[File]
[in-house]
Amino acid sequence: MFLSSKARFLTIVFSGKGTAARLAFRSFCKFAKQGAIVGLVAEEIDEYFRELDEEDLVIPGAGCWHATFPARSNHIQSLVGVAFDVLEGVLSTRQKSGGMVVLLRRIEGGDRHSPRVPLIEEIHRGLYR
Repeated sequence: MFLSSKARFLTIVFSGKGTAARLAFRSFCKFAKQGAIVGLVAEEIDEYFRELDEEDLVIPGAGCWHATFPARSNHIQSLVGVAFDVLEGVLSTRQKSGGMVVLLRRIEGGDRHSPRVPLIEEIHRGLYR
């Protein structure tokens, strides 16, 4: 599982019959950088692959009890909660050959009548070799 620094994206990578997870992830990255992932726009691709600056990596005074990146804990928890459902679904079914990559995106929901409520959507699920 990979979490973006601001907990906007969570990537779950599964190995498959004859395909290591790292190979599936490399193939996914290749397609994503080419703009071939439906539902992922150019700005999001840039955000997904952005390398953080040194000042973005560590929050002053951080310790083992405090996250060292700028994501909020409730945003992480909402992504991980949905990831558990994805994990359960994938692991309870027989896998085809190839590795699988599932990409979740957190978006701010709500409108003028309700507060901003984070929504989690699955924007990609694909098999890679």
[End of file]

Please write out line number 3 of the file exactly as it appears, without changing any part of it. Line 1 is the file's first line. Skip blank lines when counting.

Repeated sequence: MFLSSKARFLTIVFSGKGTAARLAFRSFCKFAKQGAIVGLVAEEIDEYFRELDEEDLVIPGAGCWHATFPARSNHIQSLVGVAFDVLEGVLSTRQKSGGMVVLLRRIEGGDRHSPRVPLIEEIHRGLYR